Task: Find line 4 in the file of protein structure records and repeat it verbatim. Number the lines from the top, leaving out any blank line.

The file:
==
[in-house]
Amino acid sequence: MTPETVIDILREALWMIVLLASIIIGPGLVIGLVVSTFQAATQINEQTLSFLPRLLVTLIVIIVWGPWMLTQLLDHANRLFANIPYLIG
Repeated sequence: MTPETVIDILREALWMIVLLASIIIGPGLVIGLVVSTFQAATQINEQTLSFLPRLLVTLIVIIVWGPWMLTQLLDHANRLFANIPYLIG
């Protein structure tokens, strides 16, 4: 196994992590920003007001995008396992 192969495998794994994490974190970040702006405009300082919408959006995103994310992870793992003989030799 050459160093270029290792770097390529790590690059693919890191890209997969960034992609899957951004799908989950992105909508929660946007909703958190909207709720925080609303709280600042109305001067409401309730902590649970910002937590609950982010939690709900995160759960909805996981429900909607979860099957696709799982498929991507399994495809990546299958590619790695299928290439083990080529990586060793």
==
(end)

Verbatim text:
């Protein structure tokens, strides 16, 4: 196994992590920003007001995008396992 192969495998794994994490974190970040702006405009300082919408959006995103994310992870793992003989030799 050459160093270029290792770097390529790590690059693919890191890209997969960034992609899957951004799908989950992105909508929660946007909703958190909207709720925080609303709280600042109305001067409401309730902590649970910002937590609950982010939690709900995160759960909805996981429900909607979860099957696709799982498929991507399994495809990546299958590619790695299928290439083990080529990586060793």